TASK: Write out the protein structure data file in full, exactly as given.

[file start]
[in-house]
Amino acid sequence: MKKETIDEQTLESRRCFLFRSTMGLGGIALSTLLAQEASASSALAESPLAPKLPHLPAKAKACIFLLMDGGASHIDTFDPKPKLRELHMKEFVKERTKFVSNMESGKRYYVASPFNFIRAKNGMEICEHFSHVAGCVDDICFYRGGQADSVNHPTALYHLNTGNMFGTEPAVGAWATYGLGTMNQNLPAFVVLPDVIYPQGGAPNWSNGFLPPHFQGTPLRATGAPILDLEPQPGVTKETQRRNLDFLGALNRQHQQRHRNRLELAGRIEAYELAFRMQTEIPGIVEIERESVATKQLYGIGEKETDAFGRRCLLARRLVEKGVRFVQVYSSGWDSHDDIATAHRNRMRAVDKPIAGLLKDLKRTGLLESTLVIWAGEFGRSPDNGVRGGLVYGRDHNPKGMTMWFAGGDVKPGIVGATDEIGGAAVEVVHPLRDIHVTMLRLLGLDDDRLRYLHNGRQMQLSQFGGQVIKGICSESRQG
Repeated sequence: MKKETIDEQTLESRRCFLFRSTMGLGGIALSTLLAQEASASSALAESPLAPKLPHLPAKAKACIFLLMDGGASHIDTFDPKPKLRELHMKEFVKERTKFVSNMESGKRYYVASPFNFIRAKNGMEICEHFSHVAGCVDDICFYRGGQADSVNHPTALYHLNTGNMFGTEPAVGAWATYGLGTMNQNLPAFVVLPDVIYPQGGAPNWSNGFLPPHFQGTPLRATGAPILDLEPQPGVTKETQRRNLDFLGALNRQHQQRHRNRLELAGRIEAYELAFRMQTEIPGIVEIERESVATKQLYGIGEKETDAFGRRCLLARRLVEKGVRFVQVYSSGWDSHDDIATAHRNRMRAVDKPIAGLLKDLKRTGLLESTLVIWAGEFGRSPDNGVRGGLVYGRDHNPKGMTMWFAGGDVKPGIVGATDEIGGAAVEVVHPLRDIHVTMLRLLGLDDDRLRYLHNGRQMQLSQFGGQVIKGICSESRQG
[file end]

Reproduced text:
[in-house]
Amino acid sequence: MKKETIDEQTLESRRCFLFRSTMGLGGIALSTLLAQEASASSALAESPLAPKLPHLPAKAKACIFLLMDGGASHIDTFDPKPKLRELHMKEFVKERTKFVSNMESGKRYYVASPFNFIRAKNGMEICEHFSHVAGCVDDICFYRGGQADSVNHPTALYHLNTGNMFGTEPAVGAWATYGLGTMNQNLPAFVVLPDVIYPQGGAPNWSNGFLPPHFQGTPLRATGAPILDLEPQPGVTKETQRRNLDFLGALNRQHQQRHRNRLELAGRIEAYELAFRMQTEIPGIVEIERESVATKQLYGIGEKETDAFGRRCLLARRLVEKGVRFVQVYSSGWDSHDDIATAHRNRMRAVDKPIAGLLKDLKRTGLLESTLVIWAGEFGRSPDNGVRGGLVYGRDHNPKGMTMWFAGGDVKPGIVGATDEIGGAAVEVVHPLRDIHVTMLRLLGLDDDRLRYLHNGRQMQLSQFGGQVIKGICSESRQG
Repeated sequence: MKKETIDEQTLESRRCFLFRSTMGLGGIALSTLLAQEASASSALAESPLAPKLPHLPAKAKACIFLLMDGGASHIDTFDPKPKLRELHMKEFVKERTKFVSNMESGKRYYVASPFNFIRAKNGMEICEHFSHVAGCVDDICFYRGGQADSVNHPTALYHLNTGNMFGTEPAVGAWATYGLGTMNQNLPAFVVLPDVIYPQGGAPNWSNGFLPPHFQGTPLRATGAPILDLEPQPGVTKETQRRNLDFLGALNRQHQQRHRNRLELAGRIEAYELAFRMQTEIPGIVEIERESVATKQLYGIGEKETDAFGRRCLLARRLVEKGVRFVQVYSSGWDSHDDIATAHRNRMRAVDKPIAGLLKDLKRTGLLESTLVIWAGEFGRSPDNGVRGGLVYGRDHNPKGMTMWFAGGDVKPGIVGATDEIGGAAVEVVHPLRDIHVTMLRLLGLDDDRLRYLHNGRQMQLSQFGGQVIKGICSESRQG